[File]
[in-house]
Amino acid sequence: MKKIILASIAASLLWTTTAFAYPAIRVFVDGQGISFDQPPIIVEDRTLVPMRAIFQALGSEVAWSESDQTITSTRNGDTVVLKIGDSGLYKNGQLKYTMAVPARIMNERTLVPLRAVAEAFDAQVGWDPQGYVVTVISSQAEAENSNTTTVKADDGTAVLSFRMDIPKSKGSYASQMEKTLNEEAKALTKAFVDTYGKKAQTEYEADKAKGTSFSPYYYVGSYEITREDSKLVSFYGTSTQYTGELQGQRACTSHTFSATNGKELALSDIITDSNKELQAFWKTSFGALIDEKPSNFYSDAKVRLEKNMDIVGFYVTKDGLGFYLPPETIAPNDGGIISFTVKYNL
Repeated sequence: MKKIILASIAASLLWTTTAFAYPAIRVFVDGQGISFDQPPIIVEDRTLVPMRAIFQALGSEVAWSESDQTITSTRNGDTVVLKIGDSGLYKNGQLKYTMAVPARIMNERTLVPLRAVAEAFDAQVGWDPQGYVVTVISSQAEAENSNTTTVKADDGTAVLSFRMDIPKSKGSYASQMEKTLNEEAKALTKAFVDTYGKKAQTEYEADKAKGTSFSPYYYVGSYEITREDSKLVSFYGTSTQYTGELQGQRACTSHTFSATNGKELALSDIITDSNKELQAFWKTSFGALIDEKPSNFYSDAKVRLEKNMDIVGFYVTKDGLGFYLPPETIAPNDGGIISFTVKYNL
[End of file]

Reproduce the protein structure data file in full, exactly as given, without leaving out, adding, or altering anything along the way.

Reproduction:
[in-house]
Amino acid sequence: MKKIILASIAASLLWTTTAFAYPAIRVFVDGQGISFDQPPIIVEDRTLVPMRAIFQALGSEVAWSESDQTITSTRNGDTVVLKIGDSGLYKNGQLKYTMAVPARIMNERTLVPLRAVAEAFDAQVGWDPQGYVVTVISSQAEAENSNTTTVKADDGTAVLSFRMDIPKSKGSYASQMEKTLNEEAKALTKAFVDTYGKKAQTEYEADKAKGTSFSPYYYVGSYEITREDSKLVSFYGTSTQYTGELQGQRACTSHTFSATNGKELALSDIITDSNKELQAFWKTSFGALIDEKPSNFYSDAKVRLEKNMDIVGFYVTKDGLGFYLPPETIAPNDGGIISFTVKYNL
Repeated sequence: MKKIILASIAASLLWTTTAFAYPAIRVFVDGQGISFDQPPIIVEDRTLVPMRAIFQALGSEVAWSESDQTITSTRNGDTVVLKIGDSGLYKNGQLKYTMAVPARIMNERTLVPLRAVAEAFDAQVGWDPQGYVVTVISSQAEAENSNTTTVKADDGTAVLSFRMDIPKSKGSYASQMEKTLNEEAKALTKAFVDTYGKKAQTEYEADKAKGTSFSPYYYVGSYEITREDSKLVSFYGTSTQYTGELQGQRACTSHTFSATNGKELALSDIITDSNKELQAFWKTSFGALIDEKPSNFYSDAKVRLEKNMDIVGFYVTKDGLGFYLPPETIAPNDGGIISFTVKYNL